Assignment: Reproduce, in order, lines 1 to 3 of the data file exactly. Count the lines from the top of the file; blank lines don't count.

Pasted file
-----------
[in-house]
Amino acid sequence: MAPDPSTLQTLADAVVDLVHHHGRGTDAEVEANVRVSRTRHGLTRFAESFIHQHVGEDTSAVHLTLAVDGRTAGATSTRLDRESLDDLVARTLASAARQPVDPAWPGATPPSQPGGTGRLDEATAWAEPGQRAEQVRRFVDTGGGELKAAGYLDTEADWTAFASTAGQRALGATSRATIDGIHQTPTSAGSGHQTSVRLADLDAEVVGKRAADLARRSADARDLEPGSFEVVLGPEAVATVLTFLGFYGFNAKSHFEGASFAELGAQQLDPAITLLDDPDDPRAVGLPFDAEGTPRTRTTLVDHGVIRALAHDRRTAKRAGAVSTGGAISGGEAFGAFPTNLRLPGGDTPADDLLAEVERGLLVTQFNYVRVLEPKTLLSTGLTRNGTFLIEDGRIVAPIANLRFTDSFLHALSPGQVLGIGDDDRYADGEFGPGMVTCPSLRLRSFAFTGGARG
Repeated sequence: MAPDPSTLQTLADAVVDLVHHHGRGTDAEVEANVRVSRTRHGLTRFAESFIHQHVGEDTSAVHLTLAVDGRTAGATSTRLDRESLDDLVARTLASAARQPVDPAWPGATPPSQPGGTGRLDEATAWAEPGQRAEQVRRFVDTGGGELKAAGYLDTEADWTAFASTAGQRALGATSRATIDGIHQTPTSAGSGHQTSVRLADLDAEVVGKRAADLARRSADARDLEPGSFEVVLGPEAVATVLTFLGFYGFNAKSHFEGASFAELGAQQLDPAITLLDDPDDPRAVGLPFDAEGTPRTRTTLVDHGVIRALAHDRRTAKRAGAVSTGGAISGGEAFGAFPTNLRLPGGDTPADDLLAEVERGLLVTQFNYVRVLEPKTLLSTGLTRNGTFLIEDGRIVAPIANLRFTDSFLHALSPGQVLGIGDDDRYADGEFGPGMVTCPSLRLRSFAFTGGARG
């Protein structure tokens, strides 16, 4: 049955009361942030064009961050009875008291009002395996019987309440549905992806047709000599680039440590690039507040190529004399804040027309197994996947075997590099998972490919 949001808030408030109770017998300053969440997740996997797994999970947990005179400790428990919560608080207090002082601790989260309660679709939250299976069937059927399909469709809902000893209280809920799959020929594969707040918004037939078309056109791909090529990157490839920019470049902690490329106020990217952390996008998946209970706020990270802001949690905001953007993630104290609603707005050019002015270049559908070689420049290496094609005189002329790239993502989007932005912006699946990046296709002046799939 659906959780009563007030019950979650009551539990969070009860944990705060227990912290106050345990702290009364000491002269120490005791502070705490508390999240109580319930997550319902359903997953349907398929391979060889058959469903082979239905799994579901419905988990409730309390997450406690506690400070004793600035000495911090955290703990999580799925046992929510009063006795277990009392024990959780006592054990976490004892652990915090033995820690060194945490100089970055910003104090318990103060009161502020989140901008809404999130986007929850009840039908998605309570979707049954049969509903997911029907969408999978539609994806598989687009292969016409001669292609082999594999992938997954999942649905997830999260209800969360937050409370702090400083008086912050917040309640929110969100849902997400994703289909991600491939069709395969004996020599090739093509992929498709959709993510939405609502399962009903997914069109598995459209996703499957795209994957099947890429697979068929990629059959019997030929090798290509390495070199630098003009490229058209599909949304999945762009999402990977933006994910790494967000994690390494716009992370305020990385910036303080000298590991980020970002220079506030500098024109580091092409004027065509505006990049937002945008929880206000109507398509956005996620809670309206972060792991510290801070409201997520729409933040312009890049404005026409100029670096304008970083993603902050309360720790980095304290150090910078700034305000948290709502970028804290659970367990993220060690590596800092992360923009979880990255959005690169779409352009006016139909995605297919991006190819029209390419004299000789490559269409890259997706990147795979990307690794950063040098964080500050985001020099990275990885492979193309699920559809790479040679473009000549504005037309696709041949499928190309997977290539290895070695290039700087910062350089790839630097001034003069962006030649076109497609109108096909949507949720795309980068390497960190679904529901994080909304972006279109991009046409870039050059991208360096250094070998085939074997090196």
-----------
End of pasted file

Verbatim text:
[in-house]
Amino acid sequence: MAPDPSTLQTLADAVVDLVHHHGRGTDAEVEANVRVSRTRHGLTRFAESFIHQHVGEDTSAVHLTLAVDGRTAGATSTRLDRESLDDLVARTLASAARQPVDPAWPGATPPSQPGGTGRLDEATAWAEPGQRAEQVRRFVDTGGGELKAAGYLDTEADWTAFASTAGQRALGATSRATIDGIHQTPTSAGSGHQTSVRLADLDAEVVGKRAADLARRSADARDLEPGSFEVVLGPEAVATVLTFLGFYGFNAKSHFEGASFAELGAQQLDPAITLLDDPDDPRAVGLPFDAEGTPRTRTTLVDHGVIRALAHDRRTAKRAGAVSTGGAISGGEAFGAFPTNLRLPGGDTPADDLLAEVERGLLVTQFNYVRVLEPKTLLSTGLTRNGTFLIEDGRIVAPIANLRFTDSFLHALSPGQVLGIGDDDRYADGEFGPGMVTCPSLRLRSFAFTGGARG
Repeated sequence: MAPDPSTLQTLADAVVDLVHHHGRGTDAEVEANVRVSRTRHGLTRFAESFIHQHVGEDTSAVHLTLAVDGRTAGATSTRLDRESLDDLVARTLASAARQPVDPAWPGATPPSQPGGTGRLDEATAWAEPGQRAEQVRRFVDTGGGELKAAGYLDTEADWTAFASTAGQRALGATSRATIDGIHQTPTSAGSGHQTSVRLADLDAEVVGKRAADLARRSADARDLEPGSFEVVLGPEAVATVLTFLGFYGFNAKSHFEGASFAELGAQQLDPAITLLDDPDDPRAVGLPFDAEGTPRTRTTLVDHGVIRALAHDRRTAKRAGAVSTGGAISGGEAFGAFPTNLRLPGGDTPADDLLAEVERGLLVTQFNYVRVLEPKTLLSTGLTRNGTFLIEDGRIVAPIANLRFTDSFLHALSPGQVLGIGDDDRYADGEFGPGMVTCPSLRLRSFAFTGGARG